Friday, April 25, 2008

What would our Grandparents do?...

I've had some time to reflect lately about what is important and what is not. For instance, a bit of mold on a piece of cheese, eh, maybe not so big of a deal. Why throw out the whole block when there's only a patch of mold on one end? Why throw out good clothes when someone else may be able to get some use out of them? Take them to the salavation army, a women's shelter, or second hand store instead.

That's what led me to say "What would our Grandparents do?" -- sure it's a play off of the oft used 'WWJD' bracelet from a few years ago, but it doesnt negate the message any does it?

I had this come up recently when there was an odd looking chunk on my frozen pizza. At first I did a double take. It kind of looked like sausage, but didn't really seem to BE sausage. Hmm. So I did what any good blogger would do and took a picture for blog fodder. Then, I used a knife, pried off the 'odd bit' cut into it, sniffed it, still couldnt figure out what it was, and took another picture. Hey, it's 2008. I have readers to please...anyway, I threw it out and cooked the pizza. And you know what? It didn't hurt me one bit! My hubby had some too and neither of us keeled over, died, or suffered indigestion, amazing!

I think that this is odd behavior in today's society. It shouldnt be, but it is... Take for example, a trip we made to visit our family in IL, we went through a 'college town' and stopped at a pizza place there. We ordered a HUGE pizza and some garlic cheese sticks (kind of like a thick pizza crust with cheese and garlic and some marinara to dip in)... We ate a healthy portion of the cheese sticks and had a good long talk about the future. I find that we do this most often over a meal out or a long walk. Funny, isn't it, how you do that when you don't have distractions like tv or blogging to get between you? Anyway, I digress. Our pizza showed up, with an older guy (not our teen server). Of course, I looked at it and saw the problem right away, but wasn't overly concerned about it, we were supposed to have a half/half pizza and instead, the 'goodies' were spread across the whole pizza (I think it was ham and sausage.) Before we could even open our mouths to say thank you (as we try and do every time!) the manager said, we realized when this was already made that there was a mistake, so you have a correct pizza in the oven, and we brought this to you to snack on until it comes out. Is that alright? We were BLOWN away. We said, oh well you didnt have to do that, it's not a big deal, but the guy was INSISTENT. Like we were going to get up and run out or like he'd had some REALLY bad reactions before as to people dealing with this situation.

So we ended up with a whole pizza plus some and a couple breadsticks left over. My family, they were thrilled, because when we showed up at snack time (between dinner and bed time) with a whole pizza? They were digging it!

We still ponder over this from time to time. What great big meanies they must have had in that restaurant (hey, I can SEE if it was green peppers and you order pepperoni or something- but it was the right ingredients, just spread over the whole pizza) to make that guy so apologetic and insistent.

What would our grandparents have done? Well, my grandparents didn't really have pizza. Not much anyway, my parents didn't even have it until they were either dating or married (they celebrate their 40th anniversary this year), but I imagine they would have scraped off what they didn't like and eaten it anyway.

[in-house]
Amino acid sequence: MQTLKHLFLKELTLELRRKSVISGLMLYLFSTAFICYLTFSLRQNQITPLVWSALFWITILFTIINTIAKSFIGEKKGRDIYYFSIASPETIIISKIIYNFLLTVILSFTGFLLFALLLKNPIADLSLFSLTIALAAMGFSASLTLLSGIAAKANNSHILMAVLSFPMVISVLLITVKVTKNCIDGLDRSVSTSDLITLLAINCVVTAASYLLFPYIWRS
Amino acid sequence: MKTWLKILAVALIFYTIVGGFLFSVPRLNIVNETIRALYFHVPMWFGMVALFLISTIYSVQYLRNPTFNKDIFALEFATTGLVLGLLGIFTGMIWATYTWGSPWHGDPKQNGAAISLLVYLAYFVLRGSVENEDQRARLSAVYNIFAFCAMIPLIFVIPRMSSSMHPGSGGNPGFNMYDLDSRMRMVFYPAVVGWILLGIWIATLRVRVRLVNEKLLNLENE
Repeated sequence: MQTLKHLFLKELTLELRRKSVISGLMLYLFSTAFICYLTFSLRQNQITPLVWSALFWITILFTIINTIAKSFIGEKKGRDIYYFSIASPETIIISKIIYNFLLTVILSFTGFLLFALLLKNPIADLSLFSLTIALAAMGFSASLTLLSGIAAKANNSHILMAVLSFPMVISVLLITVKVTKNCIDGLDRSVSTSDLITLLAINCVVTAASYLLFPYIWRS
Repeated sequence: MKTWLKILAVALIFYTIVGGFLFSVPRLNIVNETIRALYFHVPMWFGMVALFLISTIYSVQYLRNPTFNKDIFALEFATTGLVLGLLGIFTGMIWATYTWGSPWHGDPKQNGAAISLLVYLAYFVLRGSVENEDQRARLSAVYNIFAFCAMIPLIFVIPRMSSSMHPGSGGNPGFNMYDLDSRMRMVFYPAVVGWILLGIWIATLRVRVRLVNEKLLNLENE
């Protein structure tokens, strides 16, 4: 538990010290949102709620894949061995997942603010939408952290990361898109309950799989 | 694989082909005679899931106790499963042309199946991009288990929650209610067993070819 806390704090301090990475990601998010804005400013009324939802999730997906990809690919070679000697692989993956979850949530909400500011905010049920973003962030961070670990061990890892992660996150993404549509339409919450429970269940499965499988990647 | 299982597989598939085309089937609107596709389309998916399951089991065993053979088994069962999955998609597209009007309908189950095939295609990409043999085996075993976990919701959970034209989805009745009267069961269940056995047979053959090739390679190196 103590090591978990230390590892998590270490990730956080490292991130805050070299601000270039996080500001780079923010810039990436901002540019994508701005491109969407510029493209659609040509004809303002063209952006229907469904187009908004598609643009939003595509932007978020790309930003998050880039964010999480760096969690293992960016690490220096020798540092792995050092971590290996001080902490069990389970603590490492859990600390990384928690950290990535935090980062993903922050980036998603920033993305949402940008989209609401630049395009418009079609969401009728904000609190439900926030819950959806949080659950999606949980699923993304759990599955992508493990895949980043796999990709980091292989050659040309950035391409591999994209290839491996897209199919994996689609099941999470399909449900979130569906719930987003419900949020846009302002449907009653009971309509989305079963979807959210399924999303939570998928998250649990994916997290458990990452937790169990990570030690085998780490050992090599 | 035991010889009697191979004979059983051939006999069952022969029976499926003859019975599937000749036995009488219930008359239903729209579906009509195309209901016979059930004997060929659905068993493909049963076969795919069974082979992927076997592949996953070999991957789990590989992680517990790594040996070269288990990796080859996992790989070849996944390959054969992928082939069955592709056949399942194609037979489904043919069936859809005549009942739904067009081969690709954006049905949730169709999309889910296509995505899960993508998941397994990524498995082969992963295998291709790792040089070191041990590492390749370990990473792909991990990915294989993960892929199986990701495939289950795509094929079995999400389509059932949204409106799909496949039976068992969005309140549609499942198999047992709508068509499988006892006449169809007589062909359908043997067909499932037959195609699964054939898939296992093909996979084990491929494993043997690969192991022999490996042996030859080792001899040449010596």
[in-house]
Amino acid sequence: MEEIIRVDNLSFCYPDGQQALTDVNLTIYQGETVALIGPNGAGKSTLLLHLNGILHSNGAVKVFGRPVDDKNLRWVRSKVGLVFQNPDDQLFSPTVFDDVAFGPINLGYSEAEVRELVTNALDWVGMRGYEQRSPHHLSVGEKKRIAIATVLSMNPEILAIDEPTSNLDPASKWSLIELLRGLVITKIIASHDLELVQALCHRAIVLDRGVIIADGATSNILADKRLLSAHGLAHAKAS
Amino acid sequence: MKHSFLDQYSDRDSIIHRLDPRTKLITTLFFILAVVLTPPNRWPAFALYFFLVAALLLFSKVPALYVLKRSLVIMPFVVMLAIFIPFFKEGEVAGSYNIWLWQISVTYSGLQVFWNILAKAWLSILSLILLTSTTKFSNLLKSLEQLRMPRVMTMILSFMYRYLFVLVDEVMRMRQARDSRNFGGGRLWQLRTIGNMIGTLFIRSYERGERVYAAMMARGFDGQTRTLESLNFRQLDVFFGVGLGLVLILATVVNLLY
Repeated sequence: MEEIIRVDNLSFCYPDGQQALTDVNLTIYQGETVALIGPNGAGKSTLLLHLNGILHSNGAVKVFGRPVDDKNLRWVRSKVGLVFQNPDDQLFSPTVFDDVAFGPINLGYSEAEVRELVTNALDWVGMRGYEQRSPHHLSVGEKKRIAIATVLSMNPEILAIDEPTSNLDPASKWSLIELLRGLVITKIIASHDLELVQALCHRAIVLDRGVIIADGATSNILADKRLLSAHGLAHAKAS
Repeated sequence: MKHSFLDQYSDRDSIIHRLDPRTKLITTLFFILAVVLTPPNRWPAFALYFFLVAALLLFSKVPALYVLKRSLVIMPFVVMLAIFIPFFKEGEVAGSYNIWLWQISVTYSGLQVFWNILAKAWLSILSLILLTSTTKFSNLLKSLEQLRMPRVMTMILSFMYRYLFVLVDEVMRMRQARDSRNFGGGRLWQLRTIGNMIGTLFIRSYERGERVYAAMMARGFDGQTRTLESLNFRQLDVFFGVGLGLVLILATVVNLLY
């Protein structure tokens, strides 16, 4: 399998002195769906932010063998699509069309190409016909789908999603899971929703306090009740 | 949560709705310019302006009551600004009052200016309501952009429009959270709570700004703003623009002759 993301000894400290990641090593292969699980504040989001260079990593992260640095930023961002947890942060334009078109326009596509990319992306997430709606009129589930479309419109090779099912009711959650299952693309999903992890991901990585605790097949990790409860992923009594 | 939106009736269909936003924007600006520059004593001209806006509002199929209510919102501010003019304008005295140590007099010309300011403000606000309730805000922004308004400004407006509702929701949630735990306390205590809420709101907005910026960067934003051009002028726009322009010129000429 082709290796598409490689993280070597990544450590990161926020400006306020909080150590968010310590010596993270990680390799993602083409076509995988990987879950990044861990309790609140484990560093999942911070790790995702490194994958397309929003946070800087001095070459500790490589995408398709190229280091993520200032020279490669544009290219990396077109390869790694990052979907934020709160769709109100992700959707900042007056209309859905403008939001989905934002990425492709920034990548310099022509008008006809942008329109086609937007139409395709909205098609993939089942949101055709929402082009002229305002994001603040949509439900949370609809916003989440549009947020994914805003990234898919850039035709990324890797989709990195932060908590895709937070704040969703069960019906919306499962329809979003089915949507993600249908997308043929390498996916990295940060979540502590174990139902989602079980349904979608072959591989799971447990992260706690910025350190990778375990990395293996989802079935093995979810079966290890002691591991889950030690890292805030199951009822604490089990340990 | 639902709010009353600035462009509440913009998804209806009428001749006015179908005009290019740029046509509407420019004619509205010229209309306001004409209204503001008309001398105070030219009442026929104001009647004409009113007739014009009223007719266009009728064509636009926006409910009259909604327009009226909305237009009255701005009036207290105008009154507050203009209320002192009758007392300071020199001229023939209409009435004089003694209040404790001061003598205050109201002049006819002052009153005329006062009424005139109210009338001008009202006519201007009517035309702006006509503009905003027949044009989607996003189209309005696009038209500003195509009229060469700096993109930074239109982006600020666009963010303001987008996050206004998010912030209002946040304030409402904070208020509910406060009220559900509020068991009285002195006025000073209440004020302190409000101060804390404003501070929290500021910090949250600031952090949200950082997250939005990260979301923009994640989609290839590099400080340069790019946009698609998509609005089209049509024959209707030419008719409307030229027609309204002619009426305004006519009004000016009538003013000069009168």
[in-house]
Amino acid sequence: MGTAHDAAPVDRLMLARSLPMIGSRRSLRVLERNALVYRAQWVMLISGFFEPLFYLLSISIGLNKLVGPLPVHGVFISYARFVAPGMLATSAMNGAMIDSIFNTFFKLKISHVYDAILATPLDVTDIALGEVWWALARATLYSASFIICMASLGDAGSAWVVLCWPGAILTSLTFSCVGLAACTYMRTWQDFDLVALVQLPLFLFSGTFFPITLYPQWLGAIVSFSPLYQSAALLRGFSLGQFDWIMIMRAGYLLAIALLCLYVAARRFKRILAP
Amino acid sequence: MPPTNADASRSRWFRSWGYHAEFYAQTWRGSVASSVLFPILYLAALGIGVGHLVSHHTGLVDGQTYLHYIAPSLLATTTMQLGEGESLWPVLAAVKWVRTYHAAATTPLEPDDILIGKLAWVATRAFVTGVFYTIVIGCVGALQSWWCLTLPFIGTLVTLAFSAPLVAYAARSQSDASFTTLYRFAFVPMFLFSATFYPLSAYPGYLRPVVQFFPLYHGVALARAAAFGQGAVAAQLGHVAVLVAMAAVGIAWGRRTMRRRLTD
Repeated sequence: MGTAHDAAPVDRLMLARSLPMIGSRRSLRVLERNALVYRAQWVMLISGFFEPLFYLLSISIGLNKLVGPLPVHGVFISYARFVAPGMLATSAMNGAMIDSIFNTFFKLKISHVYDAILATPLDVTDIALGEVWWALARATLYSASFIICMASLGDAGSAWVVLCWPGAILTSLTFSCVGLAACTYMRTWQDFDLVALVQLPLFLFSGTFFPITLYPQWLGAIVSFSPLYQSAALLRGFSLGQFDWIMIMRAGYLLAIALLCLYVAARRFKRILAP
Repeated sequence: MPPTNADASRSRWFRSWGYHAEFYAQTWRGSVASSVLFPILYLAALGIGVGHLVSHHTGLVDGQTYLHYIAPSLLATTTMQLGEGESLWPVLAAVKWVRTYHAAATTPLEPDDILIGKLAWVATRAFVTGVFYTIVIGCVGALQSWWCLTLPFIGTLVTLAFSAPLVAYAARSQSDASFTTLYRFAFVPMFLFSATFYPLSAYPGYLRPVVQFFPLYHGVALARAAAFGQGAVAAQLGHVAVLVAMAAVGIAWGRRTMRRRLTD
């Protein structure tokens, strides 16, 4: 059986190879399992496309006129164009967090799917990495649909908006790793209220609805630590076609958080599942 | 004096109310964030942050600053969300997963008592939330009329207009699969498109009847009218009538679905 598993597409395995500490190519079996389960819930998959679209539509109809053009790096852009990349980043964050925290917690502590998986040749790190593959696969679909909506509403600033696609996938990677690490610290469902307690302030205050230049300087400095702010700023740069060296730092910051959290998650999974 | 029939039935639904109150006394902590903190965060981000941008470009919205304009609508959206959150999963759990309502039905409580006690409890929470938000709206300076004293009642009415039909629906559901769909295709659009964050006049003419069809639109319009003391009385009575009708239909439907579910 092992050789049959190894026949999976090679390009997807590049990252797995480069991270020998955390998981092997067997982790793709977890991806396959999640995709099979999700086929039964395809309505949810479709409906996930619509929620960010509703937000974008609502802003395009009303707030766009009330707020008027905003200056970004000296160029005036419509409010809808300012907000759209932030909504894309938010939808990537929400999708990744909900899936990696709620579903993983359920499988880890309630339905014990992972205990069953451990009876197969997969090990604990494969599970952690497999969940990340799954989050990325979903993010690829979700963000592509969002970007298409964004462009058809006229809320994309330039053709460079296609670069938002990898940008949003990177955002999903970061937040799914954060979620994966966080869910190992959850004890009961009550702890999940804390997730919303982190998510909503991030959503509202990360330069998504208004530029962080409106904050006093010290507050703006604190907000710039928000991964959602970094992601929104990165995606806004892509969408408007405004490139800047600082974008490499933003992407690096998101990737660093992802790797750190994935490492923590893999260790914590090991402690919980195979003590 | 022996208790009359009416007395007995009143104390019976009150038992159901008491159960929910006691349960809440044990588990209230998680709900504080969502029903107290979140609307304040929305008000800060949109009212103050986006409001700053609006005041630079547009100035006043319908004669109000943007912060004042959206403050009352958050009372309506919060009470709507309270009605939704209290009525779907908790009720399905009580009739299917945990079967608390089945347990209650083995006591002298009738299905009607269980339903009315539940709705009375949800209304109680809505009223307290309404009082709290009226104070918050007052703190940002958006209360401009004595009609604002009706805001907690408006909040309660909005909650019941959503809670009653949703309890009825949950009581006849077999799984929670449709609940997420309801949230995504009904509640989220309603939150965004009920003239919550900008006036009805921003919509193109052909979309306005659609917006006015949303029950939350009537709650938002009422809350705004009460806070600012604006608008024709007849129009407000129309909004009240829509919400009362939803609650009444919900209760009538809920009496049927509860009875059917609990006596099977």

Yes, I DO think customer service is important, for instance I don't want a dirty glass with another woman's lipstick on it, but if it's something I can work around, I don't make a big fuss about it. I might order a sandwich plain and if it shows up with something on it, I'd probably just scrape it off and eat it anyway. I'm not talking about being a doormat here, I'm talking about being REASONABLE.

I think that's what we're missing a lot of today: being reasonable. Along with it's close cousins: compassion, rationality, pitching in to help out, and manners. Seriously, folks! When is the last time you gave a great big smile to the person giving you your burger and fries through the drive up window? Or said thank you to the pierced nose and eyebrow kid making your sandwich fresh in front of you and asking 'would you like that toasted?' I think modeling these behaviors to the younger generation--especially if they are serving YOU, is a MUST-DO in this society. Yes, you should expect good service and politeness, but really knock these kids socks off and turn that politeness right back on them. They probably will not forget it. Remember, what would your grandparents do? Then do it, and see the way the world changes around you.

3 comments:

Regina said...

Oh yeah - reasonable goes a looong way! Having been on the working end of retail and food service- it is amazing how a friendly customer can make your day, even when there are problems. I try to be a friendly reasonable customer - even when I have a problem. What's the saying - you catch a lot more flies with honey? Even when you have an issue - there's no excuse for losing the manners our grandparents and parents taught us! I hope I can instill these in my son: Respect for others, reasonableness, and courtesy.

barnmouse said...

I'm polite and gracious every time. With every server. Be it the waiter at the fancy restaurant or the guy behind the counter at the pizza place. Sometimes I get looked at funny for it, and what really bugs me is when I don't get that same attitude returned to me. (especially from the young kids) And I'm actually pretty terrified of sending food back so I never complain about it. Just remember, you can pick those tomatoes out, but you never know what they're going to do to it back in the kitchen where you can see them. Ew!

Pamela said...

Wise words from Fido the tickie!